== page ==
Tuesday, August 19, 2008

Stupid rules

  1. Shawn Johnson, United States
  2. Nastia Liukin, United States
  3. Yang Yilin, China
  4. Ksenia Semenova, Russia
  5. Anna Pavlova, Russia
  6. Ksenia Afanaseva, Russia
  7. Jiang Yuyuan, China
  8. Steliana Nistor, Romania
  9. Deng Linlin, China
  10. Ekaterina Kramarenko, Russia
  11. Bridget Sloan, United States
  12. Jade Barbosa, Brazil
  13. Sandra Izbasa, Romania
  14. Oksana Chusovitina, Germany
  15. Shona Morgan, Australia
  16. Anamaria Tamirjan, Romania
  17. Koko Tsurumi, Japan
  18. Georgia Bonora, Australia
  19. Elyse Hopfner-Hibbs, Canada
  20. Marine Petit, France
  21. Vanessa Ferrari, Italy
  22. Laetitia Dugain, France
  23. Lia Parolari, Italy
  24. Becky Downie, Great Britain
This is the list of the top 24 qualifiers for the all-around competition in Women's Gymnastics at the Olympics, and the top 24 get to move on to the competition. (I recognize this isn't very timely. What can I do, I've got a life, of sorts, too.) Now if you watched the NBC coverage of the all-around, you didn't see all these women (OK, if you watched NBC's coverage, you saw seven or eight of the 24, but there were others).

In particular, you might be wondering what happened to Bridget Sloan. Since she's American, you would think that NBC would have been putting their cameras right in her face, but you didn't see her at all. That's because she wasn't there.

The rules state that only two gymnasts from each nation can compete in the all-around. This was done in the past to prevent the Soviets from taking the top six places. (There are similar rules for the individual apparatus finals.) I have crossed out the names of top 24 qualifiers who didn't make the all-around because they happened to have two teammates who did better. Here's the list of the five who got in, along with their qualifying position:

Ariella Kaslin, Switzerland (25)
Kyoko Oshima, Japan (27)
Kristyna Palesova, Czech Republic (26)
Ana Silva, Brazil (28)
Gaelle Mys, Belgium (31)

In other words, we got to enjoy the 31st-best gymnast in the world, while the 6th-best sat back in the Olympic Village. Bridget Sloan, who got short shrift from NBC because she had the least-exciting back story (she wasn't one of the two glamor girls, wasn't the one who just missed the 2004 team, wasn't the gutsy team-leader grandma, and didn't have the "tragic" last-second injury; she was just kind of there), was done with the Games despite being 11th-best.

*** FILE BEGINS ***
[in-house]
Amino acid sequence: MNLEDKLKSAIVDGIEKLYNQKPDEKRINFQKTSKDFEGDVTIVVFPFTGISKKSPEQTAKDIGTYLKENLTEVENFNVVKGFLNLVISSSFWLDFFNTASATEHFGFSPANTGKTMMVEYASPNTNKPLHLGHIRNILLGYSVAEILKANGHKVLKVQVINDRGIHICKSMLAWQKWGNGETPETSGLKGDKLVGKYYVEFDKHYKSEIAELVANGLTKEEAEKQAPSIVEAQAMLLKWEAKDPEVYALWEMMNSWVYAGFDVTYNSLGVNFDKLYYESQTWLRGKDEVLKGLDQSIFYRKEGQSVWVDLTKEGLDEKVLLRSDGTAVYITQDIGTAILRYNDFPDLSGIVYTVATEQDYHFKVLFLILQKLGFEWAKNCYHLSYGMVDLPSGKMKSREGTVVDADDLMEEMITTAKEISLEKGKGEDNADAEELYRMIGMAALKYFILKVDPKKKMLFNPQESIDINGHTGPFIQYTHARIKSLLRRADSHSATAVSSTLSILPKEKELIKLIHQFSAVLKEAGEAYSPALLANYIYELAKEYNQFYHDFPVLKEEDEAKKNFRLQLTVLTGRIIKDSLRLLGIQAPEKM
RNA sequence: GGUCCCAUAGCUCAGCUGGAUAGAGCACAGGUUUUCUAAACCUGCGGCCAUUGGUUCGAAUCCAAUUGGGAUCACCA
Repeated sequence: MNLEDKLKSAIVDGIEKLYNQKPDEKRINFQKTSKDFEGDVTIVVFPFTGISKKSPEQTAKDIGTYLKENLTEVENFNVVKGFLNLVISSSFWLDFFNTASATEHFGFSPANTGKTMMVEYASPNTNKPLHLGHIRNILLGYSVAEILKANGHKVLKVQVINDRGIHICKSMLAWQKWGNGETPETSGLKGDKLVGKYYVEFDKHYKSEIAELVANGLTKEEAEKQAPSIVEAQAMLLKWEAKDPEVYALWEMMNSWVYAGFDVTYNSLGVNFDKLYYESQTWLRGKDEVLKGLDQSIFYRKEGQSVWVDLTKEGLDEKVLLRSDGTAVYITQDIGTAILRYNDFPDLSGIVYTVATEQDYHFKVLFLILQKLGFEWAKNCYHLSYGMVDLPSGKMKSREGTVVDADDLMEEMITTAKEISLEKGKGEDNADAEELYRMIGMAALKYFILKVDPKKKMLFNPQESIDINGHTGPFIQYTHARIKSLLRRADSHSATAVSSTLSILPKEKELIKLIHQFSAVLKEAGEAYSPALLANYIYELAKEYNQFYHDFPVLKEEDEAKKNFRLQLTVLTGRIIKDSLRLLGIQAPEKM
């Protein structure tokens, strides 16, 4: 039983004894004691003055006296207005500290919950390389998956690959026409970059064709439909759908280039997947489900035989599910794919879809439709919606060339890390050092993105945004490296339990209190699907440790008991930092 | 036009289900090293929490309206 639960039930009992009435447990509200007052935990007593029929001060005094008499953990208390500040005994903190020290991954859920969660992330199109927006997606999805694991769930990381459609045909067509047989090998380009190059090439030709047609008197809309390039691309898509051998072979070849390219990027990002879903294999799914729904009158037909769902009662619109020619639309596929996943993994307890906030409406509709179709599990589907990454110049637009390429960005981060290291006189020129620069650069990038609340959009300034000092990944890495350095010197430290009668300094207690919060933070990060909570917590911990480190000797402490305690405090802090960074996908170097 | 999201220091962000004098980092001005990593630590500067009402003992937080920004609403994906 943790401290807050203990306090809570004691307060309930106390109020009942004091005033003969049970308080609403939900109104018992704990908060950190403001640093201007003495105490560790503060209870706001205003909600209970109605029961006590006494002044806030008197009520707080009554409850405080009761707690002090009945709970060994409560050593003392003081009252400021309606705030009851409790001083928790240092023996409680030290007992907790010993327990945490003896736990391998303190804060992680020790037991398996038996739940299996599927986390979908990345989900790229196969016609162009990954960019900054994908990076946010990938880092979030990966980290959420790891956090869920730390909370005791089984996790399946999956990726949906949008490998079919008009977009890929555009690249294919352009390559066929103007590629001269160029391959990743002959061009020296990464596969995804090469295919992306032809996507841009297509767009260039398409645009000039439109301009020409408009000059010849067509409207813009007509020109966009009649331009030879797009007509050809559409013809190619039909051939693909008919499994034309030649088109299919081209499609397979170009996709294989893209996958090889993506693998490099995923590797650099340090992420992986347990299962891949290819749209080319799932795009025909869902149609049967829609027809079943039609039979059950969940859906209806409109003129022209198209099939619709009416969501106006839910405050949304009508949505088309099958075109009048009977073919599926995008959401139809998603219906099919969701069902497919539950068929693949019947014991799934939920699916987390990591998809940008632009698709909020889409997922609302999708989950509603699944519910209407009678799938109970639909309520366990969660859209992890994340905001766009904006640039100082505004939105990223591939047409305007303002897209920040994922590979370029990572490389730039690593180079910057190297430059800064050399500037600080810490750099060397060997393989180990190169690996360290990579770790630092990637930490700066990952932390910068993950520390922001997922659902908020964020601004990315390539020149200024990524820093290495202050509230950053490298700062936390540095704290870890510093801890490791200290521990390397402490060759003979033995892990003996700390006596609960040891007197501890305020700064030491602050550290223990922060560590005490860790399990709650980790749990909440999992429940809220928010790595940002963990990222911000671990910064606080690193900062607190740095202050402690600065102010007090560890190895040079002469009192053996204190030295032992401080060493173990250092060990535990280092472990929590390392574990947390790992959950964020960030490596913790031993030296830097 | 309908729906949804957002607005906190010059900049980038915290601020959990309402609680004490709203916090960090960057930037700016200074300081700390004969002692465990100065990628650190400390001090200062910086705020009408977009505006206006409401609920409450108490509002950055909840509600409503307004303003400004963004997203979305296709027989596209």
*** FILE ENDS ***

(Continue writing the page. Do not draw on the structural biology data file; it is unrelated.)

Here's why this story resonates with me. When I was in high school, I finished second in the region (I think it was four states plus Ontario) on a national mathematics test. The top three received plaques commemorating their achievement. You probably want me to include a picture of my shiny plaque in this blog post, right?

But I can't. I was second to a teammate, and the rules were that they only gave plaques to one person from a school. So "my" plaque went to someone else, and the third-place plaque...hey, that's funny, too, because it was another one of my teammates who finished fourth, so that went to the fifth-place finisher (how do you put that up in your rec room? Someone asks, saying, wow, you finished third?, and you have to explain that, no, you finished fifth, but they gave you the one for third.).

Everyone claims they want less jingoistic nationalism in sports, then we ignore rules that elevate the team over the individual, even in an individual event. Similarly, we allow only two swimmers from each nation into each event, so the third-best butterflyer can be left at home.

I understand the counter-argument, that we can't have the USA going 1 through 8 in the 200-meter freestyle, that it would hurt the reputation of the sport and make it hard to build interest in other nations.

But these are supposed to be the fulfillment of individual dreams, and a celebration of the best in the world. It isn't Ksenia Afanasyeva's fault that she came in behind Semenova and Pavlova, she should get to compete, and the viewer shouldn't be prevented from seeing her.

(I accept that this argument, taken to its fullest, would imply that the basketball tournament should be made up of the 12 best NBA teams. To me, this argues more for eliminating basketball from the Olympics, not for supporting the inclusion of a terrible team from Angola, simply because they're the best in Africa.

And, obviously, the Olympics can make up whatever rules they want to, can try to achieve goals that are not about fairness. If the powers that be believe that the sport of gymnastics is bettered by allowing Gaelle Mys into the all-around over Afanasyeva, that's their business. But then we need to stop pretending that's it's all about extolling the best in human endeavor, because that's clearly not all it's about.)

1 comment:

Citizen Carrie said...

My contribution to injustice occurred when I was 15 years old. I won my first golf trophy when I finished in 13th place out of 14 golfers. I was the top scoring girl, and the other girl finished in 14th. Only one other trophy was handed out, and that was to the boy who finished first. Some of the other golfers were not amused.

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